novelty improving memory

Novelty is the key to improving memory

We all want to improve our memory. Forgetting someone’s name or where you put your car key is embarrassing and often a reflection of your mental capacity. We try to learn new tricks to remember things, like mnemonics or associations, which help. But the process of forming and recalling memory is complex, often leading these tricks to lose their effectiveness. New research into the science behind memory formation suggests that we should switch our strategies to a more effective one.

Identifying memory processes

Many years of research have revealed that it can be enhanced by different brain states. Novel experiences have a massive impact. Anything new and attention grabbing right before or after an event is considered novel.

Researchers from the University of Toronto, Canada, used fMRIs to identify how the brain triggers memory states. They discovered the regions of the brain that detect novelty. They then proceeded to test this region, demonstrating that novelty detection acts like a switch, changing how the brain learns and remembers.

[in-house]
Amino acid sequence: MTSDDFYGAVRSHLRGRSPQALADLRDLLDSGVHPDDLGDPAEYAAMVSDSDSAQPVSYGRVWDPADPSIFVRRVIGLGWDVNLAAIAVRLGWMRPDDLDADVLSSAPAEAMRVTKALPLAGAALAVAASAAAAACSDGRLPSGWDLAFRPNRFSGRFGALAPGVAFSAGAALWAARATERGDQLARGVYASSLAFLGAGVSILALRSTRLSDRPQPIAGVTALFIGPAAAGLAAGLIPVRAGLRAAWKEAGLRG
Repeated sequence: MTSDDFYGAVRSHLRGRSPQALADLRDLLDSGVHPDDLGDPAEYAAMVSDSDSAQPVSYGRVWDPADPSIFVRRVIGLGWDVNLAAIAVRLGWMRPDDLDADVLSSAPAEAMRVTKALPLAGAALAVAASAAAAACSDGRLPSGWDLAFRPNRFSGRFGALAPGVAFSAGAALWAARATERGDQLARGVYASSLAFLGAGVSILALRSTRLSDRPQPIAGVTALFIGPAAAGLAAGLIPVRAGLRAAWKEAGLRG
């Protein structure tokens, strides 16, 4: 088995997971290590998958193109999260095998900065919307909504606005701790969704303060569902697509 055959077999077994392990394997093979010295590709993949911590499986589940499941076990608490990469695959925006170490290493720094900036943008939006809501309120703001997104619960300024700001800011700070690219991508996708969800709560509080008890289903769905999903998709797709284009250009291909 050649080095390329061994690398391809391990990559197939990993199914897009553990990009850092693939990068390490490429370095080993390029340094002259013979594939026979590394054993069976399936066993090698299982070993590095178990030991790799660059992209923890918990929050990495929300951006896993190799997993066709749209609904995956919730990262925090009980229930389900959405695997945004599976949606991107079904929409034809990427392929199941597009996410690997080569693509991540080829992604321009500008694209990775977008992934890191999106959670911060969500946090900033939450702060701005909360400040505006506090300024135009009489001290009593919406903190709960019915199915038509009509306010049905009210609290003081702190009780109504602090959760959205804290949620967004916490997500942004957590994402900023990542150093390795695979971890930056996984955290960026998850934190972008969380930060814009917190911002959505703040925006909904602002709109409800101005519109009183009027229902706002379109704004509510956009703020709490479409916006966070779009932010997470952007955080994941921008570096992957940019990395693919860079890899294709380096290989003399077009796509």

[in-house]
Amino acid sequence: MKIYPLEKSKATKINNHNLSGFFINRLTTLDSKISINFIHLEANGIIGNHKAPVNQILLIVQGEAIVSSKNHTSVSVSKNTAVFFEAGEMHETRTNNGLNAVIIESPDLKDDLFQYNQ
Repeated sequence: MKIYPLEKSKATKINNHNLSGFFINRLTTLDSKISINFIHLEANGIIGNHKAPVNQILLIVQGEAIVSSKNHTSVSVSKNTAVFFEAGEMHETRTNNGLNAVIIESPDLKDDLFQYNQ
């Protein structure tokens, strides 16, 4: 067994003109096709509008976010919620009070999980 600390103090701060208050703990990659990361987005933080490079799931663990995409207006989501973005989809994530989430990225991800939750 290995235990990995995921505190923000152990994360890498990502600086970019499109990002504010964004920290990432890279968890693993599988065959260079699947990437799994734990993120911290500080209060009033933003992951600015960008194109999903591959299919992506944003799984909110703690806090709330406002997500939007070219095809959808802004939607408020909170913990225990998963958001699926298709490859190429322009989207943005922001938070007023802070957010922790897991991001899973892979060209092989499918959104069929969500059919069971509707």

“We find that familiarity increased retrieval of other unrelated memories but reduced the chances for memory formation. On the other hand, novelty enhanced the later formation of distinct memories without worrying about previous experiences,” said lead researcher Dr. Katherine Duncan.

The researchers go on to suggest that our memory strength does not dictate the ability to remember something. Instead, it depends on the state that you’re in now.

Using novelty to boost memory

Using this new knowledge on how memory formation occurs, the research team are trying to find new strategies to improve memory development. The development of memory tricks that utilize novelty can help people better remember faces, names, and places.

“We’ve just scratched the surface, yet we are already seeing links to disorders involving memory impairments such as Alzheimer’s disease. If we pin down the neurochemistry of these states, we may one day develop novel early warning tests and possibly, down the road, management strategies,” said Dr. Duncan.


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